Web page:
Montauk History

Montauk is a peninsula jutting out towards the continental shelf located on the easternmost tip of Long Island. With its countless miles of beaches, second to none fishing, tourist attractions and interesting history, Montauk has more to offer than one could imagine. Surfing, whale and seal watching, hiking, biking, kayaking, camping, fishing, and golfing are all popular Montauk activities. If you like to shop then you will love exploring all the shops in downtown Montauk.


Turn of the century village of Montauk bares little resemblance to today’s village. Other than a few larger Houses built around the lighthouse the village was concentrated around Fort Pond Bay near the railroad.

 

History of Montauk 

 -European Settlers first came to Long Island in 1648 when a group of English settlers from Massachusetts purchased land from the Montauk Indians and settled in East Hampton.


-1665 The settlers are granted the right to pasture their livestock by the Montauk Indians

-In 1686 the Montauk Indians sold Montauk to the settlers (also know as proprietors) from East Hampton. The Settlers owned the land jointly with the Montauk Indians for almost 200 years.

-Montauk became a summer pasture for cattle, sheep, and horses. Annual cattle drives on May 1 (going on) with a return on November 1 (going off) became a big event all over Eastern Long Island drawing people to watch the riders herd their livestock.

-In 1699 Legend of Captain Kidd tells a tale of buried treasure in Money Pond

-In 1775 during the Siege of Boston in the American Revolutionary War a British ship visited Fort Pond Bay in search of provisions -- notably cattle. John Dayton who had limited troops at his disposal on a hill above the bay feigned that he had more by walking them back and forth across a hill turning their coats inside out to make it look like there more of them (a tactic referred to as Dayton's Ruse).

-In 1781 the British HMS Culloden while pursuing a French frigate ran aground near what today is called Culloden Point. The ship was scuttled. Remains of the ship were discovered in the 1970s. It is now on the National Register of Historic Places and is the only underwater park in the state of New York.

-The Montauk Lighthouse was built in 1792-1796 and commissioned by George Washington in 1797. Acting as a Coast Guard Station for many years, the light and horn warned ships to stay clear of the treacherous rocks populated in the waters around the point. Now operated as a museum, the Lighthouse is a landmark and tourist attraction.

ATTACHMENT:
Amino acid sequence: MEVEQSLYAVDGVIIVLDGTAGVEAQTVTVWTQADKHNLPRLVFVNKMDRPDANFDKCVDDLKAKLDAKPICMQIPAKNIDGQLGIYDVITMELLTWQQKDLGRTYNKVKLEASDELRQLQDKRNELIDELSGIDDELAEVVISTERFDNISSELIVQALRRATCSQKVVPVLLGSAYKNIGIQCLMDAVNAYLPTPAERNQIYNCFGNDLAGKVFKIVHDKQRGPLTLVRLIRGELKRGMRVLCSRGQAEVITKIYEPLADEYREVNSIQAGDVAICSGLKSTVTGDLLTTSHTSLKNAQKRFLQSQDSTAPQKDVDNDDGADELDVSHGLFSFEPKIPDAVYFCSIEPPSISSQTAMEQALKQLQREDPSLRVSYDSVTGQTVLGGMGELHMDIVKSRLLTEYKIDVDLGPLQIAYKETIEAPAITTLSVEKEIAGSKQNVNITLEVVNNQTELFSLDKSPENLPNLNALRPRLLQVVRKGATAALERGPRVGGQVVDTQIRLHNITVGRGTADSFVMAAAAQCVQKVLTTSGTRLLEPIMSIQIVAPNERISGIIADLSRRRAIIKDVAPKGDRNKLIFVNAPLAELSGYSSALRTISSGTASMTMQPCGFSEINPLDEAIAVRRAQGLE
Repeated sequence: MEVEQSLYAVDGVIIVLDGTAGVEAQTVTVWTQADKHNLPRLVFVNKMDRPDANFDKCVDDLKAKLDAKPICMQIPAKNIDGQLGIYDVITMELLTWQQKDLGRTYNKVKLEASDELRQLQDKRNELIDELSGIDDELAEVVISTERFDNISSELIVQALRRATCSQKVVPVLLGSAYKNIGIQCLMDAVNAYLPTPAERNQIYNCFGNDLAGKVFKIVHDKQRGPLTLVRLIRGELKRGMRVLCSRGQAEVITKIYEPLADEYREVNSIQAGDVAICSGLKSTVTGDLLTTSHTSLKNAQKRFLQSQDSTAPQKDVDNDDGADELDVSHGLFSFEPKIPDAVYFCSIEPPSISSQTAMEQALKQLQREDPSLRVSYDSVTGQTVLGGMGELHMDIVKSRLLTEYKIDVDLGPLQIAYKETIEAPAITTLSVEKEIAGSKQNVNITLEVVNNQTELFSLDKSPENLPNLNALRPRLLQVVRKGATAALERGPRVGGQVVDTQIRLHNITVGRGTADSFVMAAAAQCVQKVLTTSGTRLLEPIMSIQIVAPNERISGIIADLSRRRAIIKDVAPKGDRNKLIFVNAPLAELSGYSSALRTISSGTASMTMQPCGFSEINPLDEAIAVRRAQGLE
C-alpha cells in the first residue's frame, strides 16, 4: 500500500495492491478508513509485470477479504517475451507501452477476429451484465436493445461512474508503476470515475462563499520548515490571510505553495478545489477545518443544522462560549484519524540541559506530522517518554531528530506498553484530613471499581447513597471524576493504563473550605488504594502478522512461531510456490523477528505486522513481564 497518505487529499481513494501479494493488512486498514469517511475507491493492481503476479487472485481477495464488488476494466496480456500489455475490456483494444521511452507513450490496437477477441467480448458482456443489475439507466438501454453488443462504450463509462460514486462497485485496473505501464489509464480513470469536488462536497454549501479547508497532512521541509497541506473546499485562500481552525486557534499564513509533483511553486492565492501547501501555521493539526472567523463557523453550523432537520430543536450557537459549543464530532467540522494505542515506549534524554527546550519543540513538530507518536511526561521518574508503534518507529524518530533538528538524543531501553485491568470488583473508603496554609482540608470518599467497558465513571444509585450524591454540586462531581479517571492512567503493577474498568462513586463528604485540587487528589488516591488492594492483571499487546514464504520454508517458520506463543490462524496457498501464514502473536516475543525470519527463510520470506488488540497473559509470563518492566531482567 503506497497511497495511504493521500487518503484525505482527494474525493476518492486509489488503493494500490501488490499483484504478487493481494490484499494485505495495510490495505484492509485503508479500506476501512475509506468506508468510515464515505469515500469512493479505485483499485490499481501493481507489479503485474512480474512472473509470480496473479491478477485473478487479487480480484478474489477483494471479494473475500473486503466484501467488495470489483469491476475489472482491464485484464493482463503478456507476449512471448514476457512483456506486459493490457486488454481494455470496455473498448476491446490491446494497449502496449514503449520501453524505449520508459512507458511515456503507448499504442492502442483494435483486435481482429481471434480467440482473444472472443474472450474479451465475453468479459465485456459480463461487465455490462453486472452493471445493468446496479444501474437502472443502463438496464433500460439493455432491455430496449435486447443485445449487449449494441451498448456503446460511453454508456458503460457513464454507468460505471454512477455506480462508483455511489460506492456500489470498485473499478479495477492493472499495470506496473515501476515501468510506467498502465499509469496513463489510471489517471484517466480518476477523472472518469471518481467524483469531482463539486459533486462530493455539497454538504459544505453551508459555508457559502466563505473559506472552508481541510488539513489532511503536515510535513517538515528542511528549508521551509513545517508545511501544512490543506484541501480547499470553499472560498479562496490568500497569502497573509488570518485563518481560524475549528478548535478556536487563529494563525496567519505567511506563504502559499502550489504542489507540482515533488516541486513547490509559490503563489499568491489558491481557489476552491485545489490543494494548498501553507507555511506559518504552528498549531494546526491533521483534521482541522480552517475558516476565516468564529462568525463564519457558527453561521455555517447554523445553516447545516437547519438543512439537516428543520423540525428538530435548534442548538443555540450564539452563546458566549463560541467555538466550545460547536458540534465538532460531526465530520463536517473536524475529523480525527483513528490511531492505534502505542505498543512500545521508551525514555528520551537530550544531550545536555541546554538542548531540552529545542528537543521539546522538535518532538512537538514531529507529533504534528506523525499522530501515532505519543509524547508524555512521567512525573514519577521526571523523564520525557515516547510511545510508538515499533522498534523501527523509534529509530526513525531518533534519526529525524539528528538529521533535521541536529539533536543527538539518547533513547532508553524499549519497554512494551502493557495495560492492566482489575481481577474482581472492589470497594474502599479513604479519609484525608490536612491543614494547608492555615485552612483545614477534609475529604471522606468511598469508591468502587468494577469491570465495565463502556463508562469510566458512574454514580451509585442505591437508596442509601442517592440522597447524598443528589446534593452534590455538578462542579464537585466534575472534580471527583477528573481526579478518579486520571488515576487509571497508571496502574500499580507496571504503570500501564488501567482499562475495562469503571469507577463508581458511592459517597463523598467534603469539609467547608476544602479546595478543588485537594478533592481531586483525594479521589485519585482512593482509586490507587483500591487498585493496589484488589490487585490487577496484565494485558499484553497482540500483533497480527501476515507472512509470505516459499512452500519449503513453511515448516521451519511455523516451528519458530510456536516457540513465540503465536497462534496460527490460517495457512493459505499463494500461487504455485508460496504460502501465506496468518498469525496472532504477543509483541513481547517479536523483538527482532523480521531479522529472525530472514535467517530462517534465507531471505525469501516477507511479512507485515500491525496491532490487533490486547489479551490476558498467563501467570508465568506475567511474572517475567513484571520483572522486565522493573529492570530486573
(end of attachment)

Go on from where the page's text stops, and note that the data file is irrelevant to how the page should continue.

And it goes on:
-The first 3 houses to be built in Montauk were appropriately named First House, Second House (built1797) and Third House (dates back to 1806). These houses were used by the men who tended the cattle, sheep and horses while they were pasturing in Montauk. First House was located at the foot of Hither Hill and burned down in 1909. Second House, still standing is located at the entrance to the present Montauk Village. This is where the sheep were kept. Third House is located on the outskirts of the present Montauk State Park. The cattle and horses were kept here and it was the site of theannual roundup before the cattle, sheep and horses returned to East Hampton in the fall.

-1879 Arthur Benson buys Montauk from the Settlers for $151,000.

Benson brings elite friends and builds a few houses at the point, including a hunting lodge, for the enjoyment of the upper class (They were called The Montauk Association)

-1895 One of Bensons friends, Austin Corbin Jr., a railroad tycoon who turned around the LIRR, extended the LIRR from East Hampton to now end in Montauk. The first train arrived in Montauk station December 18, 1895. Corbin planned to build a deep water port for transatlantic ships in Montauk to replace NY Harbor as the first landing spot on the East Coast (Corbin called it "Montauk Freeport"). Corbins' railroad would then replace the extra sea travel between Montauk and NYC. Unfortunately for Corbin, the deep water port never panned out. However, the extension of the railroad to Montauk did help the fishing industry flourish. Unlike before, there was now an easy way of transporting fish to NYC.